I’m seeing a wide range of devices aimed at the education market these days in my job with Microsoft and BYOD in particular is getting increasing choice of really good hardware designs.

One option that has stood out the most to me as a real benefit for students was a laptop with a built in handle that retracted into the spine of the laptop. I actually did not notice this for over a week after I received the laptop but now I use it all the time when moving the device around. Here are a few pictures of it:

handle-retracted.jpg

View from underneath the laptop with the handle fully retracted, it is flush in line with the spine of the laptop.

2017-06-07 14.31.19

Viewed from above, the handle is pulled out.

2017-06-07-14-30-33.jpg

Viewed from “behind” the device with the screen closed. The handle automatically retracts into place when released.

2017-06-07-14-29-57.jpg

Holding the laptop naturally with the handle taking the full weight of the device.

The other neat feature of this device is that it actually has a loop for the stylus attached to the keyboard side of the laptop (not the screen) as well as a lanyard tie to the loop on the laptop so the pen is always attached and can not be lost:

lanyard.jpg

It’s small design features like this that can add significant value to students in the BYOD market and it’s great to see innovations like this happening.

If you have seen a great feature on a device recently, leave a note in the comments explaining what it was and why you think it added real value to the device.

Enrolling a Windows 10 Home Edition BYOD Device Into Intune For Education

I’ve run a lot of demonstrations of Intune for Education  over the last few months and today I tried to see if I could enroll a Windows 10 Home Edition BYOD device into Intune for Education.

This is an important consideration because many of the devices that students bring to school typically only have Windows 10 Home Edition on them and this can not be joined to a local Domain or Azure Active Directory. It’s worth being aware, however, that schools can set up the Kivuto portal for free, and offer their students the ability to boost their BYOD Windows 10 version to Pro Edu for free and for the life of the device. You can see how to do this here.

Here are the steps to join a BYOD Win10 Home Edition device to Intune for Education:

1) Under settings, go to “Access work or school” and click the “Connect” button in the main view on the right:

1

2) Alternatively, if you hit the Windows button and search for “About this PC” you’ll see overall device info like below. Note the Edition is Windows 10 Home and there is also a link directly to “Connect to work or school”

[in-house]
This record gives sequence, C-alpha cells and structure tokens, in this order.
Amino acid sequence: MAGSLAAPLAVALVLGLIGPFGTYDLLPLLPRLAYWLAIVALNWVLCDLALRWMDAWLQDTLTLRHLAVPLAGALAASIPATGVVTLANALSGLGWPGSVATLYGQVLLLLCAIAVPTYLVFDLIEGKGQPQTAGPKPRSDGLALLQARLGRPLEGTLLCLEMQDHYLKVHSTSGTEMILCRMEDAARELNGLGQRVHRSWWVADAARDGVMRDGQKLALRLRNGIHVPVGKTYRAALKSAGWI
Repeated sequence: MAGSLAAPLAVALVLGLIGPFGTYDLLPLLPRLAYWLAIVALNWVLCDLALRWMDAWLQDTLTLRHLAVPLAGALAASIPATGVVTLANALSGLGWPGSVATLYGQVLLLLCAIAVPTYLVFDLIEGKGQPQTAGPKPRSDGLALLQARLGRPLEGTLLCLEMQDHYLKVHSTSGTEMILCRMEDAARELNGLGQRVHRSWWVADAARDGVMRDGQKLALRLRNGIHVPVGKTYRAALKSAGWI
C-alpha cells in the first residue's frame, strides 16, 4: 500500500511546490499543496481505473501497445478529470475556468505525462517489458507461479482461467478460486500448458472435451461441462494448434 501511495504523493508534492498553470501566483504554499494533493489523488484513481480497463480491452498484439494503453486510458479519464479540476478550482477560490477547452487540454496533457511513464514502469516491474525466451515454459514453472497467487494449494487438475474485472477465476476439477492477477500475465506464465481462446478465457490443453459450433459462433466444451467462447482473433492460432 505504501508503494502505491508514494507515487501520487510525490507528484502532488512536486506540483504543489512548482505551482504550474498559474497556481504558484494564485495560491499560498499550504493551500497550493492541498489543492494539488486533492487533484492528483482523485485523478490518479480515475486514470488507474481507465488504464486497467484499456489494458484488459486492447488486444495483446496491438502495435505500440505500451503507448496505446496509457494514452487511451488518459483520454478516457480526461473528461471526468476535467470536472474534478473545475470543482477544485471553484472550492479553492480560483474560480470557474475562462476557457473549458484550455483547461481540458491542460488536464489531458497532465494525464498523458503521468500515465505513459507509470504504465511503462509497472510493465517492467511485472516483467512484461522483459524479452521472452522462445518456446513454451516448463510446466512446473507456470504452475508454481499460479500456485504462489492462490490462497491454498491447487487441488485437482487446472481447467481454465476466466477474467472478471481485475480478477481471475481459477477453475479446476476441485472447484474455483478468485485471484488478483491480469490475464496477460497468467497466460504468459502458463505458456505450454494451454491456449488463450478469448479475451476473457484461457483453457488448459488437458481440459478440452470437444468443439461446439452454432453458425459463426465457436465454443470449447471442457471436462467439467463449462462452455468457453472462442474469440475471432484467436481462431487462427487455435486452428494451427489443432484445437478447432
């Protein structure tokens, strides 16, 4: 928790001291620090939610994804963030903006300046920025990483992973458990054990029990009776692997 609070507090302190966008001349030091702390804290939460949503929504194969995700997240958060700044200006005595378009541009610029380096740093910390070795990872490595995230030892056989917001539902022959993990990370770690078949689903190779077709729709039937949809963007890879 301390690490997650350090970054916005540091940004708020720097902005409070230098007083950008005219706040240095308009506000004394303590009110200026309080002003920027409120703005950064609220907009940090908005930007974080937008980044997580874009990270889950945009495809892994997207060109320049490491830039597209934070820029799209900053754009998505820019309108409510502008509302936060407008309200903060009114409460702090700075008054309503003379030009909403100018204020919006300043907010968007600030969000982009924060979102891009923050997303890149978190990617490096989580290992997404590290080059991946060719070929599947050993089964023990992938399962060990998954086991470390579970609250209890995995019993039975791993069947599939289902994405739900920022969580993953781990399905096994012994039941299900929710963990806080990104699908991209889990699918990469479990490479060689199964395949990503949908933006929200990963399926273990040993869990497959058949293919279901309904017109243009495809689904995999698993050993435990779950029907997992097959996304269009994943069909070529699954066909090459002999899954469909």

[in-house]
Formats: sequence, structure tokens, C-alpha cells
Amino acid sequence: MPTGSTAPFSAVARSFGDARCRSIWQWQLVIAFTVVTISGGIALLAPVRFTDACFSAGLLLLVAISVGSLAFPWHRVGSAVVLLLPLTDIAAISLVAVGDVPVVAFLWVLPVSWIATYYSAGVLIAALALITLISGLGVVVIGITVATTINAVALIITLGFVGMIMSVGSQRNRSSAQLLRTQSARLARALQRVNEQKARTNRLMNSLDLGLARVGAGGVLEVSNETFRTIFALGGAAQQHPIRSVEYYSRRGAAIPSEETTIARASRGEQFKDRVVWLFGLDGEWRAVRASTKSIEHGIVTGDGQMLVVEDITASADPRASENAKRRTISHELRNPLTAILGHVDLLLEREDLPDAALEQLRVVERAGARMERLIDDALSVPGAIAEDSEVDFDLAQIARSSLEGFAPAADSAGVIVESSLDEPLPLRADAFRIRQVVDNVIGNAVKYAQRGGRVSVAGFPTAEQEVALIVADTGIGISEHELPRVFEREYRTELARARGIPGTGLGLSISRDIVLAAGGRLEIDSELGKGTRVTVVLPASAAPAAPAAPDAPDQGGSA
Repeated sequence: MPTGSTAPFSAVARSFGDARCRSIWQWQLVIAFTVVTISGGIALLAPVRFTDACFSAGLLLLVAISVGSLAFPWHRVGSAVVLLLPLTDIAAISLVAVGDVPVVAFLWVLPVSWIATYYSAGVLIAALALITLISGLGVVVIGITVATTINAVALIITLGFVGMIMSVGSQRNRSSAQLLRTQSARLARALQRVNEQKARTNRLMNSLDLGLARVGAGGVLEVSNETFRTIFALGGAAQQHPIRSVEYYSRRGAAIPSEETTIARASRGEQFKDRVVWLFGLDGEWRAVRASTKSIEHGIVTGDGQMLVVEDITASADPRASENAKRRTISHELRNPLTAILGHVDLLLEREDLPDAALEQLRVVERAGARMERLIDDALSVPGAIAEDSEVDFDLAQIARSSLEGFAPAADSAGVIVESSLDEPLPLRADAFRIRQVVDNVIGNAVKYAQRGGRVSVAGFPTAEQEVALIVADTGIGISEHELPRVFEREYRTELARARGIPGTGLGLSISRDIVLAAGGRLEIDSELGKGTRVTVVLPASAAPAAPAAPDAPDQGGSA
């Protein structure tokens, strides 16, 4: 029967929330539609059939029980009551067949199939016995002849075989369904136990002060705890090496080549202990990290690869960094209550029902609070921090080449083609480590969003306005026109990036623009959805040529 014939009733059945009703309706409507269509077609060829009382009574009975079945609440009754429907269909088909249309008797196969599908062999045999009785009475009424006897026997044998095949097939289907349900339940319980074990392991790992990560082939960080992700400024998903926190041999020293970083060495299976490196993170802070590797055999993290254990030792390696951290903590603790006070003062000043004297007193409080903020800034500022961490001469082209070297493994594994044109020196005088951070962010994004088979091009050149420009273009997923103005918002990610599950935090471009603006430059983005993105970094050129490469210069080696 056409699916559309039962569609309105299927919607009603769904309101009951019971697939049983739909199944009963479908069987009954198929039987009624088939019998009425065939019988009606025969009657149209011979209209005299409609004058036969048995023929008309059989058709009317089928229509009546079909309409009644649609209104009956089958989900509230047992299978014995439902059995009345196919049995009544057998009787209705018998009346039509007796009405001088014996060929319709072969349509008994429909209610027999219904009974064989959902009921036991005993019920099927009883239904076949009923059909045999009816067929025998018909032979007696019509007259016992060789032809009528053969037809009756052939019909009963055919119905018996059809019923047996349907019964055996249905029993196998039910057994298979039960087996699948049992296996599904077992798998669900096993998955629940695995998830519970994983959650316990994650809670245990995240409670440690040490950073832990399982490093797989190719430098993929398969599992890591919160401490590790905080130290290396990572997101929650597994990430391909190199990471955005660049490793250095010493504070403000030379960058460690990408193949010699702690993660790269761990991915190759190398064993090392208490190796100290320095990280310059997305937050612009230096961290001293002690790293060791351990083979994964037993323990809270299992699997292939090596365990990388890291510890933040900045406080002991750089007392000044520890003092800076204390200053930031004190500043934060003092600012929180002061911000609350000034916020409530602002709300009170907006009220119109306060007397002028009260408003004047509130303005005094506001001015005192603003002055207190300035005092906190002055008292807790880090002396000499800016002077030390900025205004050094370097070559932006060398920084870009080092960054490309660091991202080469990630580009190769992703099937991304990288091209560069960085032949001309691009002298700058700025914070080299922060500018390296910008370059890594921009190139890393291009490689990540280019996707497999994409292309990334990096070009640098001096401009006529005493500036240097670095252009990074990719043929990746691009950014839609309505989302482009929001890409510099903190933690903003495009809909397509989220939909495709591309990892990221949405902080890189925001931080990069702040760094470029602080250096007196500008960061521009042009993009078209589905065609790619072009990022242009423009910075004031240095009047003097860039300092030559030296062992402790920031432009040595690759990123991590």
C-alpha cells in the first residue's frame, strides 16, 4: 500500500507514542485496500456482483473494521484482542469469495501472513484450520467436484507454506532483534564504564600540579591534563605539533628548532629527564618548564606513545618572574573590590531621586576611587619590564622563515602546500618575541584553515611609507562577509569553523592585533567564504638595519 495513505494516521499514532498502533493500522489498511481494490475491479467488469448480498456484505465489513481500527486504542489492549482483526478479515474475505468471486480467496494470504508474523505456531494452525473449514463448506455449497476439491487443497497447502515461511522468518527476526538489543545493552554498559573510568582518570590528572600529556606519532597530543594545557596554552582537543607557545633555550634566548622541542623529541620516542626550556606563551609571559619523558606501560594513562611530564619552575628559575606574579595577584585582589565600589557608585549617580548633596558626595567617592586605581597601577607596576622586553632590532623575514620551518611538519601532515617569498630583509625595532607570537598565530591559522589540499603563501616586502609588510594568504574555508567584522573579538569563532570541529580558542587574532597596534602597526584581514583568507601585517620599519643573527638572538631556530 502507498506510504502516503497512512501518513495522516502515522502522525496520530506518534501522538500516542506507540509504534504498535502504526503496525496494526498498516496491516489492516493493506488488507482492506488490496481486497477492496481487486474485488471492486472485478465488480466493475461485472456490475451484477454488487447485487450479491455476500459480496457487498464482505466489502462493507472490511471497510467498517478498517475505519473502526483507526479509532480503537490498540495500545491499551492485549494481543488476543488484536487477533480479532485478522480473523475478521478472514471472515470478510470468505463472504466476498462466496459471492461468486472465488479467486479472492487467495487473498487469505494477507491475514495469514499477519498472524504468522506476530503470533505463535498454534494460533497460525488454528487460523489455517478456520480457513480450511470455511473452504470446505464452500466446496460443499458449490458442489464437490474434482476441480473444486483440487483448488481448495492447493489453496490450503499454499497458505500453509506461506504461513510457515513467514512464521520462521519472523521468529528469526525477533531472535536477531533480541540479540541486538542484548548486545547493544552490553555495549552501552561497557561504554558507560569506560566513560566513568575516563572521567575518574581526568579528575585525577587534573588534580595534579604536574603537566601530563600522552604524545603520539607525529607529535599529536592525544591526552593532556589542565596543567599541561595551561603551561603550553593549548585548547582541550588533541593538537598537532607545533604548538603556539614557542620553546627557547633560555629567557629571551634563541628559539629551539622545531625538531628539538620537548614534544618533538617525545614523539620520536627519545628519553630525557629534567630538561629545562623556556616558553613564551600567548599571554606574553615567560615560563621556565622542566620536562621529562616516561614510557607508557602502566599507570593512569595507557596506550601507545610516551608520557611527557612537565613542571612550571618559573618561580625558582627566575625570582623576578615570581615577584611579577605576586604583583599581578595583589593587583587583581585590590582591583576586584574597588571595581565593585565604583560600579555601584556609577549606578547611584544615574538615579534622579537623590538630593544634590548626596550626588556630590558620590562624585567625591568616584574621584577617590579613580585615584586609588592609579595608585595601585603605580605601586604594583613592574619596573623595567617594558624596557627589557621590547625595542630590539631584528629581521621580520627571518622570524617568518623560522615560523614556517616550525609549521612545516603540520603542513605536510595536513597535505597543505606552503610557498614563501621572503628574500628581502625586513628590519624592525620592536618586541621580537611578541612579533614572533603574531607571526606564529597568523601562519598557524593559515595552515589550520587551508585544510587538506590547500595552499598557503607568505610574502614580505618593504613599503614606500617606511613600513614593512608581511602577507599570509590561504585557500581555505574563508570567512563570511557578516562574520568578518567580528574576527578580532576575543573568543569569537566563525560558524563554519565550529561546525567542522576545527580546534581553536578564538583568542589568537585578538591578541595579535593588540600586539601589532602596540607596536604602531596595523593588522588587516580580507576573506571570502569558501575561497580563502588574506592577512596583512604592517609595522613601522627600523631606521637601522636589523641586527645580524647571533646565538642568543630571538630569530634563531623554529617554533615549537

2

3) When prompted, enter your full school email address as below:

3

4) When prompted, enter your school password:

4

5) If entered correctly, you’ll receive confirmation it’s been done:

5

6) You will then be advised that the device is being registered and applications and policy is being applied in line with the settings in Intune for Education:

6

7) Once completed, you will now be returned to the “Connect to work or school” screen and can now see your account listed as below:

 

7

8) As a reference, below is the product licenses assigned to the demo user in my Office 365 Tenant:

8

9) If you hit the Windows key you should see the various apps streaming to the device as per the policy in Intune for Education:

9

For schools, knowing that they can can enroll Windows 10 Home Edition BYOD directly into Intune For Education is an important step as they don’t need to worry about upgrading the devices to Win10 Pro / Edu.

 

OneDrive Files On Demand – Perfect for BYOD

ssd-vs-hdd

Credit: TechoFAQ

Over the last couple of years it has been evident that increasing numbers of BYOD laptops have transitioned to Solid State Disks (SSD) which is terrific since they are significantly faster than traditional Hard Disk Drives (HDD), have lower failure rates and also improve battery life.

However, due to their higher price point, the actual available storage volume of SSD is often markedly lower than equivalently priced HDD.  This means students are faced with the difficult decision around what content do they store locally on the their device versus using selective sync in the OneDrive cloud and/or storing on an external USB drive.